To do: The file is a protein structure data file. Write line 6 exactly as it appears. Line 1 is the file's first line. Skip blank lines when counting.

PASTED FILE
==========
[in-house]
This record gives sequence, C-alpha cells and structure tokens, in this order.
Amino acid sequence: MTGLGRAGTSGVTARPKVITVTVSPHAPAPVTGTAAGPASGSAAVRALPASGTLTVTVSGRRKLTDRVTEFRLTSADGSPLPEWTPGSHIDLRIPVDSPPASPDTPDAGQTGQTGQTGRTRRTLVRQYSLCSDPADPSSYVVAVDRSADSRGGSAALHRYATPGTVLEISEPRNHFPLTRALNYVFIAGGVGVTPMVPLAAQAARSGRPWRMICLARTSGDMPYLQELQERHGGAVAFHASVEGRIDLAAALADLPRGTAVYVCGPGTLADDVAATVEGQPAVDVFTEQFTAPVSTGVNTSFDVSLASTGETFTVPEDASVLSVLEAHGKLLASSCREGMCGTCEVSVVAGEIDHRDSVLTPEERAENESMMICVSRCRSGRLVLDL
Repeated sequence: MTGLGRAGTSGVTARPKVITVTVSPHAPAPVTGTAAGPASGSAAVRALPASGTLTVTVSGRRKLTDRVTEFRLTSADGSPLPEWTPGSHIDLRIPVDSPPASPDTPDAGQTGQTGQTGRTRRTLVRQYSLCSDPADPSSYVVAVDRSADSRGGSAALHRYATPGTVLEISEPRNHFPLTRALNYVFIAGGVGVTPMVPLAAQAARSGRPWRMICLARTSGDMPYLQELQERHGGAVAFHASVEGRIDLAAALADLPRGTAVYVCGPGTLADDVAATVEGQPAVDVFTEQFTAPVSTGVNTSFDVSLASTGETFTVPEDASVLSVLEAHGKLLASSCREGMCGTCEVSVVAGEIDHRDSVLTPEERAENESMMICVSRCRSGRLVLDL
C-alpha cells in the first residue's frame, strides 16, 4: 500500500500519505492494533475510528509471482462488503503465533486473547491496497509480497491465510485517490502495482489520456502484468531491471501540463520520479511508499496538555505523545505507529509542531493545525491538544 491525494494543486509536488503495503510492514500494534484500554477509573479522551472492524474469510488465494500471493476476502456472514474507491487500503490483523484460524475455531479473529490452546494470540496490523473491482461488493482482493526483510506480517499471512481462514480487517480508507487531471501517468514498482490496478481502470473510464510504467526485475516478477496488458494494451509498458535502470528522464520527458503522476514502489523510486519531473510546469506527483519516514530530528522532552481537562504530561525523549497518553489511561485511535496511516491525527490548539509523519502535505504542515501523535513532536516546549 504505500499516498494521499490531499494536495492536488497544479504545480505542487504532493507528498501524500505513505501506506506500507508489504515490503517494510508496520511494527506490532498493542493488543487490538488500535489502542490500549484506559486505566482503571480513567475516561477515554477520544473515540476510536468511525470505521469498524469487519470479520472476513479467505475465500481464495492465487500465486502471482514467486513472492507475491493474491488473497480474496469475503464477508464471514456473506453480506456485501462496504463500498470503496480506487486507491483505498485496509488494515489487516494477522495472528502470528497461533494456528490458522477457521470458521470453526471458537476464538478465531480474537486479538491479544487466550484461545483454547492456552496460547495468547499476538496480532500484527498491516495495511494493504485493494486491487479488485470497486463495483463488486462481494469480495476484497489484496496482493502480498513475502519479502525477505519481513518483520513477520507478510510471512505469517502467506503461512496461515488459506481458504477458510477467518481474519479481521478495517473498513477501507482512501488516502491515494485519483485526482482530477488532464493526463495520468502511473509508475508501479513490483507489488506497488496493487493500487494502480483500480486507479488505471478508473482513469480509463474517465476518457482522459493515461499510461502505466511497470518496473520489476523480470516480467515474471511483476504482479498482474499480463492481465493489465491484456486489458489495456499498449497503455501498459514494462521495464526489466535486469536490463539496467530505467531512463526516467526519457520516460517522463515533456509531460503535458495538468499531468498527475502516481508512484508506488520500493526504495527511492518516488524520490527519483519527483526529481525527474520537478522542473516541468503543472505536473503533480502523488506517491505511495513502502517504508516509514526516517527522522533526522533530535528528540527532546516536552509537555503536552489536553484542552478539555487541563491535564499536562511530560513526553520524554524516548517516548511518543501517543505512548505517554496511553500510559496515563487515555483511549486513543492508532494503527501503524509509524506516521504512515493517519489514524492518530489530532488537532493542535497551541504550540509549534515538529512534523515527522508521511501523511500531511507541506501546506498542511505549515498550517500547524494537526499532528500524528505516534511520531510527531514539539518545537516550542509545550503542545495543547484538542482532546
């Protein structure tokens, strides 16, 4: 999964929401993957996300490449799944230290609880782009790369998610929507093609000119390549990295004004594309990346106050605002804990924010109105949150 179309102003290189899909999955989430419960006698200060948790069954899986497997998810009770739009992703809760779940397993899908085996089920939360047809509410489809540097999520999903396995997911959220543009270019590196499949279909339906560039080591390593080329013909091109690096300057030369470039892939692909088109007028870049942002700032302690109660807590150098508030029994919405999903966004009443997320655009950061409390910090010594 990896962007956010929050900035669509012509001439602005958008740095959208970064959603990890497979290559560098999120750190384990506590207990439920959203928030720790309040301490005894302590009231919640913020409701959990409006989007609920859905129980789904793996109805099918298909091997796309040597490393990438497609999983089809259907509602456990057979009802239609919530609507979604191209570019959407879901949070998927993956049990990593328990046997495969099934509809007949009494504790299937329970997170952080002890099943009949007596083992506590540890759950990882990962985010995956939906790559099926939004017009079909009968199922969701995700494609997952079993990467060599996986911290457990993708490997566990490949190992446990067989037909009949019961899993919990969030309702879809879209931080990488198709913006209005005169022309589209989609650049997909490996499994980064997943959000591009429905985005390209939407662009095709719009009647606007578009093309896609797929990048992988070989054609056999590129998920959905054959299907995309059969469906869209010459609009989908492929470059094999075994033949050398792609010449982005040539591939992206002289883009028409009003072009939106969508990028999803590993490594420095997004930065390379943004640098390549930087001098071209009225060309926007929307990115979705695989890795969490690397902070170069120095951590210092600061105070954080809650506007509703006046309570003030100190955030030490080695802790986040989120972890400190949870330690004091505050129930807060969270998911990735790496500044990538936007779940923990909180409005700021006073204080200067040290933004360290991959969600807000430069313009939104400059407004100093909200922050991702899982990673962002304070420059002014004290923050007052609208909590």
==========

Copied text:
């Protein structure tokens, strides 16, 4: 999964929401993957996300490449799944230290609880782009790369998610929507093609000119390549990295004004594309990346106050605002804990924010109105949150 179309102003290189899909999955989430419960006698200060948790069954899986497997998810009770739009992703809760779940397993899908085996089920939360047809509410489809540097999520999903396995997911959220543009270019590196499949279909339906560039080591390593080329013909091109690096300057030369470039892939692909088109007028870049942002700032302690109660807590150098508030029994919405999903966004009443997320655009950061409390910090010594 990896962007956010929050900035669509012509001439602005958008740095959208970064959603990890497979290559560098999120750190384990506590207990439920959203928030720790309040301490005894302590009231919640913020409701959990409006989007609920859905129980789904793996109805099918298909091997796309040597490393990438497609999983089809259907509602456990057979009802239609919530609507979604191209570019959407879901949070998927993956049990990593328990046997495969099934509809007949009494504790299937329970997170952080002890099943009949007596083992506590540890759950990882990962985010995956939906790559099926939004017009079909009968199922969701995700494609997952079993990467060599996986911290457990993708490997566990490949190992446990067989037909009949019961899993919990969030309702879809879209931080990488198709913006209005005169022309589209989609650049997909490996499994980064997943959000591009429905985005390209939407662009095709719009009647606007578009093309896609797929990048992988070989054609056999590129998920959905054959299907995309059969469906869209010459609009989908492929470059094999075994033949050398792609010449982005040539591939992206002289883009028409009003072009939106969508990028999803590993490594420095997004930065390379943004640098390549930087001098071209009225060309926007929307990115979705695989890795969490690397902070170069120095951590210092600061105070954080809650506007509703006046309570003030100190955030030490080695802790986040989120972890400190949870330690004091505050129930807060969270998911990735790496500044990538936007779940923990909180409005700021006073204080200067040290933004360290991959969600807000430069313009939104400059407004100093909200922050991702899982990673962002304070420059002014004290923050007052609208909590």